Muhammad Ali Siddiqui

From Wikipedia, the free encyclopedia
Jump to: navigation, search
Muhammad Ali Siddiqui
Born 7 March 1938
Amroha, Uttar Pradesh, British India[1]
Died 9 January 2013
Karachi, Pakistan
Nationality Pakistani
Citizenship Pakistani
Alma mater University of Karachi

Muhammad Ali Siddiqui (7 March 1938- 9 Jan 2013) was a noted scholar of Urdu literature, educationist, literary critic and a newspaper columnist from Pakistan. He was also widely known by his pen name Ariel in Pakistan.[1]

Early life and career[edit]

He was born on 7 March 1938 in Amroha, India, and was brought up in Karachi, Pakistan. He died on 9 January 2013 at Karachi, Pakistan.[1] His family had migrated to Pakistan in 1948. He received his early education at Christian Mission School in Karachi. Then he went on to receive his Master's degree in English literature from the University of Karachi in 1962.[1] He was able to use English, French, Persian, Punjabi, Sindhi, Seraiki and Urdu languages. He completed his D.Litt degree in Pakistan Studies in 2003 after doing his PhD in the same subject in 1992. He worked at the Pakistan Studies Center of the University of Karachi.[2]

He was a member of many national and international organisations such as: Pakistan Writers Guild, Pakistan, Association Des Litteraire Critiques International, Paris, European Union of Writers and Scientists, Rome, International Association of Literary Critics (AILC), Stavanger, Norway, Majlis-i-Farough-i-Urdu Adab, Doha, Qatar.

Ali Siddiqui was a prominent Urdu critic. He was also the Dean of the Faculty of Management and Social Sciences, Institute of Business and Technology, Karachi. He also served as Dean, Faculty of Education & Social Sciences at Hamdard University, Karachi for six years. He taught at Karachi University for a number of years. He served as the Director of Quaid-e-Azam Academy for six years and was the President of Progressive Writers Association in 2013 at the time of his death.[2]

Ali Siddiqui had penned more than 100 research articles. He has 16 books to his credit, two of them Tawazun and Croce ki Sarguzasht, were adjudged as the 'Best Books of the Years' in 1976 and 1979 respectively. He used to write for the business journal Business Recorder and he wrote a column for the Dawn newspaper under the pen name Ariel for over two decades.[1]

He had delivered lectures in many overseas universities such as the School of Oriental & American Studies London University, Carlton University, Canada, the University of Toronto, Canada, Oslo University, Norway.

His importance as a critic has been applauded by the critics of Urdu language like Majnoon Gorakhpuri, Dr. Akthar Husain Raipuri, Professor Mumtaz Husain, Professor Mujtaba Husain, Dr. Ali Jawwad Zaidi, Dr. Wazir Agha etc. Among the creative writers, Faiz Ahmed Faiz regarded him as the only creative critic from Pakistan, the others being Dr. Narang, Dr. Zoe Ansari & Dr. Qamar Rais from India.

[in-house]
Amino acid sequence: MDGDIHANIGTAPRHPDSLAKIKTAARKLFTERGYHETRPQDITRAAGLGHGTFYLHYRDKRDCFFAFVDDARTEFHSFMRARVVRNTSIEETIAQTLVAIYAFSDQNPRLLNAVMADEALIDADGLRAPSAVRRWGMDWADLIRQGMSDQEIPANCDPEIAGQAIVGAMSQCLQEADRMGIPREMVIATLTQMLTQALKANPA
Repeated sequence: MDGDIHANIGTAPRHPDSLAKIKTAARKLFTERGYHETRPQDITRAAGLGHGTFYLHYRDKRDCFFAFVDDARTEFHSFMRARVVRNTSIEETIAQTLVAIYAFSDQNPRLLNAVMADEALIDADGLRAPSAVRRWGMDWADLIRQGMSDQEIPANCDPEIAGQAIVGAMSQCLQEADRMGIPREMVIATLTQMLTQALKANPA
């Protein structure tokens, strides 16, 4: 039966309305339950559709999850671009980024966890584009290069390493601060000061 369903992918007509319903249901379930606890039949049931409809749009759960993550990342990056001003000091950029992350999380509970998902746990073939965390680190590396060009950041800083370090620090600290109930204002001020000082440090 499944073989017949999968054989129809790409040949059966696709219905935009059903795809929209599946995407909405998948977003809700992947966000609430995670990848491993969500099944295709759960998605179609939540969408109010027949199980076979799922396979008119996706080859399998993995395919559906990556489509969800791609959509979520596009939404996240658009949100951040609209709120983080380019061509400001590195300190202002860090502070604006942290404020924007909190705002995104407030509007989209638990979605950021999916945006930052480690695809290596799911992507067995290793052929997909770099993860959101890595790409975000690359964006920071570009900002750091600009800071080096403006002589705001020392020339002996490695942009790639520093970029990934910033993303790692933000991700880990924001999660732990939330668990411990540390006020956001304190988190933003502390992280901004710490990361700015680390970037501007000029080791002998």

Journalist Khalid Ahmed wrote:

Most people think Muzaffar Ali Syed was the most learned man in Pakistan. Among the living, Muhammad Ali Siddiqui or Ariel of Dawn is undoubtedly the most learned man. He holds his own compared with the late Syed who created waves more often by being controversial. Not that Siddiqui is non-controversial. His assessments of Sir Syed Ahmad Khan and Allama Iqbal have been heretical but have escaped attention because his scholarship is unassailable and we generally don't like reading controversial things if they are deeply scholarly. If you can't face a critic, ignore him."[3]

Books[edit]

  • Tawazun (A Book of Critical Writing) 1976
  • Croce Ki Sargozasht (Translation of Bendetto Croce, Autotrigraphy) 1976
  • Nishanat (A Collection of Critical Writings) 1981
  • Pakistaniat(Vol.1), Edited with Dr. H.M.Jafri 1989
  • Mazameem (A Book of Critical Writings) 1991
  • Isharye (Collection of Critical Writings) 1994
  • Quaid-i-Azam: A Chronology (Urdu) – Published by Quaid-i-Azam Academy, Karachi
  • Quaid-i-Azam: A Chronology (English) – Published by Quaid-i-Azam Academy, Karachi
  • Quaid-i-Azam: Speeches (English) – Published by Quaid-i-Azam Academy, Karachi
  • Quaid-i-Azam: Urdu Adibon Ki Nazar Mein (Urdu) – Published by Quaid-i-Azam Academy, Karachi
  • Zikr-i-Quaid-i-Azam (Urdu) – Published by Quaid-i-Azam Academy, Karachi
  • Talash-i-Iqbal (Urdu) 2002
  • Sir Syed Ahmed Khan Aur Jiddat Pasandi (Urdu) Karachi 2003
  • Sir Syed Ahmed Khan Aur Jiddat Pasandi (Urdu) 2nd Edition Karachi 2004
  • Mutalea-i-Josh Malihabadi (Urdu)Karachi 2005
  • Ghalib Aur Aaj Ka Shaoor – Idara-i-Yaadgar-i-Ghalib, Karachi 2005
  • Idrak (A Collection of Critical Writings), Karachi 2007

Awards and recognition[edit]

See also[edit]

References[edit]